How economics are driving the Dakota Access Pipeline
As the weather gets colder, the fight over the Dakota Access Pipeline is heating up, in rather ugly ways. Just days before Thanksgiving, law enforcement officers tried to blast the protesters away with water cannons in 25-degree weather and employed other “less than lethal,” though still harmful, dispersal methods. One protester may lose her arm as a result of injuries suffered during the violence. And to top it off, the Army Corps of Engineers plans to close one of the camps of “water protectors” next week, which may embolden law enforcement to take a more forceful approach.
High Country News has reported what’s at stake for the Standing Rock Sioux tribal members and their allies trying to stop or reroute the project: tribal sovereignty, water, environmental justice, holy lands, treaty rights, and antiquities. Add to that the prospect of more carbon spewing into the atmosphere, and one can see why activists are risking so much to stand in the pipeline’s way.
Less clear is what the $3.78 billion, 1,172-mile-long crude oil pipeline offers in return if and when construction is completed and it goes into operation. Energy Transfer Partners, the project’s main proponent, says that the pipeline will offer jobs, economic relief to a struggling region, and, by spurring production of North Dakota crude, it will take the U.S. closer to the lofty ideal of energy independence.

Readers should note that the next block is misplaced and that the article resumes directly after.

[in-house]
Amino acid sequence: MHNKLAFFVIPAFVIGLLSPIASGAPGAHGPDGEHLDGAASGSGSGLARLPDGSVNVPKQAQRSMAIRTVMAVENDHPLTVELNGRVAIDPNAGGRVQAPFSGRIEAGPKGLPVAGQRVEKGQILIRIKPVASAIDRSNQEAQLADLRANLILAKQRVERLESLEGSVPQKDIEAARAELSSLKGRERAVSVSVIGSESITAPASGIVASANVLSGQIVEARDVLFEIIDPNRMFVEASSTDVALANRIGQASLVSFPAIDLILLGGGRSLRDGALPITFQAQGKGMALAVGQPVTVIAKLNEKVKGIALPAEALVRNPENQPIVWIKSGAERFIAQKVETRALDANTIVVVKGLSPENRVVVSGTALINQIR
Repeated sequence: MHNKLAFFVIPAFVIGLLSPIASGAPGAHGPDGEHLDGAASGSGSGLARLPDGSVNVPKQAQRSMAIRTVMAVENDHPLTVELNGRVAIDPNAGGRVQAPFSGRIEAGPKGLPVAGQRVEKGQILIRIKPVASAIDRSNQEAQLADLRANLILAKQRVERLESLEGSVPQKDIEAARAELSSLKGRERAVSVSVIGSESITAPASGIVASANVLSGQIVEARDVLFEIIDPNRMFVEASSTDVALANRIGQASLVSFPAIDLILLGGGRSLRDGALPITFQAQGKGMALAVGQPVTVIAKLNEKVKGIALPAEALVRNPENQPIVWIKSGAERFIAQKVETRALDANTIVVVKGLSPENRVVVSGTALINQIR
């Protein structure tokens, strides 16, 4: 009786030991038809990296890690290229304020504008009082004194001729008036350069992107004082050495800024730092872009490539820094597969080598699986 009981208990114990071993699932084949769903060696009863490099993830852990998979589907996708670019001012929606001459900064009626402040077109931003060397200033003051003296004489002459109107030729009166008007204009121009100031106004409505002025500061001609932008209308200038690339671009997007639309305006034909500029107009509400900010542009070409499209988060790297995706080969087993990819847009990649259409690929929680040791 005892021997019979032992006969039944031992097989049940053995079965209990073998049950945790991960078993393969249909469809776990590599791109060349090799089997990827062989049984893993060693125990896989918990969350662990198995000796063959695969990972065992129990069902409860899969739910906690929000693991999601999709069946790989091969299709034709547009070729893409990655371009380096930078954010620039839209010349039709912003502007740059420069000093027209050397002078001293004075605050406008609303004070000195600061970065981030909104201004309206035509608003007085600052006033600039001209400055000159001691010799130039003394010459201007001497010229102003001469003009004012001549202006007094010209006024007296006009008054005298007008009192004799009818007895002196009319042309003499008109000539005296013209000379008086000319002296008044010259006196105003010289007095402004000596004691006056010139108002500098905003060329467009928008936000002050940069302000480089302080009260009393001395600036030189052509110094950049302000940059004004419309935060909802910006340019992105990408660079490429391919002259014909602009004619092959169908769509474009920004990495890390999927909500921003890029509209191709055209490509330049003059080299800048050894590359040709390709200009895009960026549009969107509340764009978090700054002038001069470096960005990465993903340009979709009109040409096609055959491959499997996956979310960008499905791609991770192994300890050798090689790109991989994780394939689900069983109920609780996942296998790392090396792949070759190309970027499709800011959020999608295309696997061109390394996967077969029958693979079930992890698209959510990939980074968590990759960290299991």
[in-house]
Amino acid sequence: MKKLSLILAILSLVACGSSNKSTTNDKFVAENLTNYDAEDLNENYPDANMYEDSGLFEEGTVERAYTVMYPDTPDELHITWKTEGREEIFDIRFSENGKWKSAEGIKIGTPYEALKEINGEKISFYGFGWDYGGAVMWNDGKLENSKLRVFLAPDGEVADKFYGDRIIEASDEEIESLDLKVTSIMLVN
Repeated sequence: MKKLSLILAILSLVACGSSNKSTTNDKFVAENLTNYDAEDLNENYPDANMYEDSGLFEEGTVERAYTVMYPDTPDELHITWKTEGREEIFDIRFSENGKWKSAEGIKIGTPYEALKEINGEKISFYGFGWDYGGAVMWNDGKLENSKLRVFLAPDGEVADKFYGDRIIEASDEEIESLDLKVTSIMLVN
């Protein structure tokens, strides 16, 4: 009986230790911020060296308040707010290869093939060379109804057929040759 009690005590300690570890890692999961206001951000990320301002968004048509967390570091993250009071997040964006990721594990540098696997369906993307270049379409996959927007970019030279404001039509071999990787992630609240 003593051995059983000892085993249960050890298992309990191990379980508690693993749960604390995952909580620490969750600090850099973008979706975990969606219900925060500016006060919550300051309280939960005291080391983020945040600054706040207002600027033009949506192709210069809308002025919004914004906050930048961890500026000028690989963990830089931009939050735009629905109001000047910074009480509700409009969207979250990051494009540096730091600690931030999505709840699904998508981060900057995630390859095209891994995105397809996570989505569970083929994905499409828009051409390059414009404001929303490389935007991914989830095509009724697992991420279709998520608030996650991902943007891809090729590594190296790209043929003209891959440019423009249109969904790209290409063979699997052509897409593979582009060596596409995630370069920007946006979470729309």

Construction on the pipeline is about 85 percent complete and it has, indeed, put people to work. Yet it is not clear how many new jobs have been created since the jobs are spread out over 1,000 miles. Rural towns along the pipeline’s corridor have reported a boost in hotel and campground occupancy rates as the contractors move through. That, in turn, generates sales and lodging tax revenues for the local governments. The boost, however, won’t last. In a few months, when (and if) construction is complete, the workers and their spending money will depart. The finished pipeline will require just 40 permanent maintenance and operational jobs along its entire stretch.